On the basis of the health condition age of the patient, the body temperature is measured and monitored from different parts of the body. In case of a child, often the rectal temperature is taken by a thermometer because the rectum is closet part of the body that provides more accurate body temperature assessment (McWilliams et al., 2020). The rectum is considered to be private and delicate part of the body in the child as well as adults, therefore insertion of any object in the area often creates objection from the patient’s family as well as patients out of fear of experiencing damage or inappropriate health condition (Berksoy et al., 2018). According to NMC, the nurses are to share information regarding care with the patient’s family or their carers to allow them understand the way care is being managed for the patients and access informed consent (NMC, 2018).

The presence of effective communication with the child’s parents as the child is incapable to make their own decision out of less cognitive thinking and analysis ability by the nurses helps them in the process (Berksoy et al., 2018). This is because it leads the nurses to access approved permission to measure rectal temperature without experiencing any non-compliance in the act and ensure following the NMC code as the interaction resolves queries and concerns with the act among the patients and their family members. As mentioned by Pejovic-Milovancevic et al. (2018), good interaction leads the child’s parents as well as the child to be convinced by the nurses and develop understanding about the way the mentioned process is to be performed safety as well as its need. This allows the child as well as the parents to provide approval in accepting the care and ensure smooth monitoring of body temperature by the nurses.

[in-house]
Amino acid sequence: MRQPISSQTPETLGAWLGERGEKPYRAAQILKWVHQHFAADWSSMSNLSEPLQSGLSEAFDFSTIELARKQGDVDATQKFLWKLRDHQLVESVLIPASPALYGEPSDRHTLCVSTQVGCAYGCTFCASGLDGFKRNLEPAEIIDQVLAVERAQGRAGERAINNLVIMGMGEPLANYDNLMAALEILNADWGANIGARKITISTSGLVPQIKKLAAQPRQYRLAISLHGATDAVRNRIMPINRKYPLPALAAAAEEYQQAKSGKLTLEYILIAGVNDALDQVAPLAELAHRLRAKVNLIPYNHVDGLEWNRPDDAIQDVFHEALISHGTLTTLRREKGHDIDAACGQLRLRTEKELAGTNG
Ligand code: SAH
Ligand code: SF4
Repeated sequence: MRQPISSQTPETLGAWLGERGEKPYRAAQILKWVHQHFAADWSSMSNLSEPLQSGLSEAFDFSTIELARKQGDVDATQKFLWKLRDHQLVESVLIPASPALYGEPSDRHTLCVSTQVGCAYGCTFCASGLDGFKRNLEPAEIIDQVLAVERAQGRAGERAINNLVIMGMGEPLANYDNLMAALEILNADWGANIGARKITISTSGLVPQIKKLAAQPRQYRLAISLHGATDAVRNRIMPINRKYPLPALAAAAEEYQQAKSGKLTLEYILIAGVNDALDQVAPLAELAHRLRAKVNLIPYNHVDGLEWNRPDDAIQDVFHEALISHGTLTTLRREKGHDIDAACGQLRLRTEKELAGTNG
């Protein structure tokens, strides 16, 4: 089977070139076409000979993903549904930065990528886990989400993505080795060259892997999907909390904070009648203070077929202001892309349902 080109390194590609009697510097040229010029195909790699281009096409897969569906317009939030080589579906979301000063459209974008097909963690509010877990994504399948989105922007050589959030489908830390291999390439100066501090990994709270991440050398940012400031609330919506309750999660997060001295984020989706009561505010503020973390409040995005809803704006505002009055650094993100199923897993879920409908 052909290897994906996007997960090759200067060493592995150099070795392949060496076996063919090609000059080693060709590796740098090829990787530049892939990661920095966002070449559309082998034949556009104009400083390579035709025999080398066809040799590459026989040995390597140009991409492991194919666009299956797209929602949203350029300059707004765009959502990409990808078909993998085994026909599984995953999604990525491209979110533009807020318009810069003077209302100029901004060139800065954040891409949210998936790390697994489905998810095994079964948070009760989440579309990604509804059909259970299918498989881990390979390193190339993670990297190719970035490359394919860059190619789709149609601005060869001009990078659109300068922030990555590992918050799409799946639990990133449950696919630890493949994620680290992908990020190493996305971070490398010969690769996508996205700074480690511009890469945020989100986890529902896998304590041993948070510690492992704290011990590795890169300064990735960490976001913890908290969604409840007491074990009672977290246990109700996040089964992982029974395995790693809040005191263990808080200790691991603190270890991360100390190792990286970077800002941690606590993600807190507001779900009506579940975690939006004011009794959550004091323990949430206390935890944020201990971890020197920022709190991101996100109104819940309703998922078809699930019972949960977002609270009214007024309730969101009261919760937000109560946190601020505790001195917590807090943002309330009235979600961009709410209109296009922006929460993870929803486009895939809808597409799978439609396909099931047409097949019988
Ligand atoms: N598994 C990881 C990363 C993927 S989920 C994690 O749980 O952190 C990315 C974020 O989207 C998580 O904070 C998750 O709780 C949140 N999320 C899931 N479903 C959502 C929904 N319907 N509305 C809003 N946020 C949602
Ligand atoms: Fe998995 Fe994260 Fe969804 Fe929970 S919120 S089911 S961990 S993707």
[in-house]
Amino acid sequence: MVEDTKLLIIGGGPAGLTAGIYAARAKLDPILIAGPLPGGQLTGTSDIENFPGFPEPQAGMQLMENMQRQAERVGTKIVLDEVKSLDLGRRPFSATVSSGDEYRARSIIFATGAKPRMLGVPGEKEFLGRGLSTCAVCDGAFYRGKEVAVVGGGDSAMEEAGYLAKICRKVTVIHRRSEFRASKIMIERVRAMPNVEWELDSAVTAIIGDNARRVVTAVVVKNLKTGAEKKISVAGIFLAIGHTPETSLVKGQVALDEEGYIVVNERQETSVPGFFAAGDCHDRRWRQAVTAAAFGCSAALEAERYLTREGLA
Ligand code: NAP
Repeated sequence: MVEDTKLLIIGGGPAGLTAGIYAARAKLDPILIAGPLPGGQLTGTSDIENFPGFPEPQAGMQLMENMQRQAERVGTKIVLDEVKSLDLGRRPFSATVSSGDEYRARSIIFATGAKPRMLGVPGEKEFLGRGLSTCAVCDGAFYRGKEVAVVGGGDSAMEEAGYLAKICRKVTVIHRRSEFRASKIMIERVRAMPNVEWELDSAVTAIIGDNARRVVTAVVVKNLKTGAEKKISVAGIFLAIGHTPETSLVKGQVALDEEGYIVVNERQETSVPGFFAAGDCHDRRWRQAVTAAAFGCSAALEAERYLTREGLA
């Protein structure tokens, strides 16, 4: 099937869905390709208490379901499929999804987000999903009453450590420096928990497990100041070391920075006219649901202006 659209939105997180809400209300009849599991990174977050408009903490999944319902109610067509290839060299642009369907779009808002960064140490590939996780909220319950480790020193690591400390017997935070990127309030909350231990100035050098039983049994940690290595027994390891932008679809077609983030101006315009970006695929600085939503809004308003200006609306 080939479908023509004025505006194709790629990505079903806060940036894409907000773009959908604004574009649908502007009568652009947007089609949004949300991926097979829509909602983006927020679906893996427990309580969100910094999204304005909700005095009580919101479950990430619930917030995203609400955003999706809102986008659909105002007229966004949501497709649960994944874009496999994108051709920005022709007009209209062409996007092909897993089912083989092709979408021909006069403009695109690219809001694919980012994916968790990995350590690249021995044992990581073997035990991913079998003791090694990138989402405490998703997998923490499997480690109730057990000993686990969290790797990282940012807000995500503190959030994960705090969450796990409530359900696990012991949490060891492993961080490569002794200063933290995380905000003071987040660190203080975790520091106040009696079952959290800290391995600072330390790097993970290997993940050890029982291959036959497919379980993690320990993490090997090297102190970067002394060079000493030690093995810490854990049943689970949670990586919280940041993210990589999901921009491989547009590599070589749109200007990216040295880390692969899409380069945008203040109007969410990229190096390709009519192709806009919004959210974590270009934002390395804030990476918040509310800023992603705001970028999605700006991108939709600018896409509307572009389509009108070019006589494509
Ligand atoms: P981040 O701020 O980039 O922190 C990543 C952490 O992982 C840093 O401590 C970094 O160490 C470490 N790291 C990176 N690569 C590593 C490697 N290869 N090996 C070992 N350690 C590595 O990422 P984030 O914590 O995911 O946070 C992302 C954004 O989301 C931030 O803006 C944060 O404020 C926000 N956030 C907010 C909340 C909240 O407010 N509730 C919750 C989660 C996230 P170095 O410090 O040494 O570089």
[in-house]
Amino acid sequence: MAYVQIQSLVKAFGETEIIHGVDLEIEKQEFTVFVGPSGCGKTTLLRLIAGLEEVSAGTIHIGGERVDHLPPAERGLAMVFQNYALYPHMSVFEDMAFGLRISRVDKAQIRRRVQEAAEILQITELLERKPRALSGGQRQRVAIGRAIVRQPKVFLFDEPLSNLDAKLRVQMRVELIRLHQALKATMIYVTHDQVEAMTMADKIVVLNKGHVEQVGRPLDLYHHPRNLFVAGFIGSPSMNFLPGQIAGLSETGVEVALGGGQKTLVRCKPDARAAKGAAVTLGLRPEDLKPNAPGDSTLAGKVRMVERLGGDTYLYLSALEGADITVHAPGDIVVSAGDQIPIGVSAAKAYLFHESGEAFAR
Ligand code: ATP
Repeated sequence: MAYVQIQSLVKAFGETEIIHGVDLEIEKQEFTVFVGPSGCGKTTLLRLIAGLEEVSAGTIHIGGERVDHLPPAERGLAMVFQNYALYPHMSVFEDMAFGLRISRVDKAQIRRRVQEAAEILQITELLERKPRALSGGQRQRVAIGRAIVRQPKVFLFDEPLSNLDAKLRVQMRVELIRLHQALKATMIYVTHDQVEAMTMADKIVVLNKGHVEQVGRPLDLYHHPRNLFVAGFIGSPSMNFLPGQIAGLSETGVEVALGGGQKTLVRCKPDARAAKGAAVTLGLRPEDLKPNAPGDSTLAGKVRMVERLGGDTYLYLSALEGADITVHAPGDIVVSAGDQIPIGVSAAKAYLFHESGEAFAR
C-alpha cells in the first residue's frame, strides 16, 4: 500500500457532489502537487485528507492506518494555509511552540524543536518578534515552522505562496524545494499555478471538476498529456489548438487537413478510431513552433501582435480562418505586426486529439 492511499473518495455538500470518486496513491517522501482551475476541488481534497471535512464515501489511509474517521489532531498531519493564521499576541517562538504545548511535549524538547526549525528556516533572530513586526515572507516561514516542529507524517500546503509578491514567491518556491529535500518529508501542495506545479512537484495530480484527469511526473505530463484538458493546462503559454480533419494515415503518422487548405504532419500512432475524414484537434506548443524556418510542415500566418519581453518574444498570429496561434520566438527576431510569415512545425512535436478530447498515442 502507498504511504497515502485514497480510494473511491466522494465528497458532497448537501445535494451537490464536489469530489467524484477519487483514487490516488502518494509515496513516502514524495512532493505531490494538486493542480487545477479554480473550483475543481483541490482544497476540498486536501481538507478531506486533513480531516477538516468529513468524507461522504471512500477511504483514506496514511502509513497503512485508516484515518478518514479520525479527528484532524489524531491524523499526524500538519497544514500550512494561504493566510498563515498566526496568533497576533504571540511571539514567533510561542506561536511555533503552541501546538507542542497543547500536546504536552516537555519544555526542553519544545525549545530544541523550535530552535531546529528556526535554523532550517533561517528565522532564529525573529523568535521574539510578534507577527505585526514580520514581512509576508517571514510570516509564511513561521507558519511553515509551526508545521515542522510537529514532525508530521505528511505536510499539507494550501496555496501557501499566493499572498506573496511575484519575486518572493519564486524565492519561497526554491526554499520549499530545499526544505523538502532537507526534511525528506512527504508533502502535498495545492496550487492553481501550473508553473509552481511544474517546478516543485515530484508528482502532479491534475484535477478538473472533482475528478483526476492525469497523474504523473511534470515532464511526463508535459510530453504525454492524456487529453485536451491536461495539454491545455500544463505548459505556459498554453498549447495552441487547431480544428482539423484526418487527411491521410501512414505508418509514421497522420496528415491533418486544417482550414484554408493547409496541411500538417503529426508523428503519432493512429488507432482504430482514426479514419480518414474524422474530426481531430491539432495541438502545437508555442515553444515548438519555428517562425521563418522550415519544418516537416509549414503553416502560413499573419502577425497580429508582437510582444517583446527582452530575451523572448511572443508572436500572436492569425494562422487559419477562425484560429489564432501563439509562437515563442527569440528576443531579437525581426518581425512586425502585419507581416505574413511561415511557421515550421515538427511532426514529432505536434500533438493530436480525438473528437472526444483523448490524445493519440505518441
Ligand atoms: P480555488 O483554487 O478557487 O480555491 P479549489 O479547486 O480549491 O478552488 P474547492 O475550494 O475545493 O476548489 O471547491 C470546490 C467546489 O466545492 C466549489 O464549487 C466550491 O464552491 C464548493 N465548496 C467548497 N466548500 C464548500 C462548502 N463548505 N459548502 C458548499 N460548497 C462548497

In measuring the surface temperature of the body, the axillary thermometer is mainly used. In this process, the respective hands are pressed against the body for reducing possibility of any ambient temperature (Vardasca et al., 2019). The lack of knowledge regarding the different process used in measuring inner body and surface body temperature may lead the patients to oppose in supporting axially temperature and prefer taking the temperature orally during monitoring of their vital sign. The effective communication between patients and nurses during vital sign monitoring leads the nurses to provide evidence-based information to the service users in resolving their raised confusion and queries while comparing between different methods or care techniques considered to be provided to them (Lubkowska et al., 2019). Thus, the presence of effective communication in this condition is important as it leads the nurses to explain the reason behind with evidence-based information about different techniques is used for monitoring the patient's body temperature. It leads to resolve confusion and contradiction within the patient's mind in choosing either way of supporting their body temperature monitoring, in turn, ensuring quality care monitoring to be established.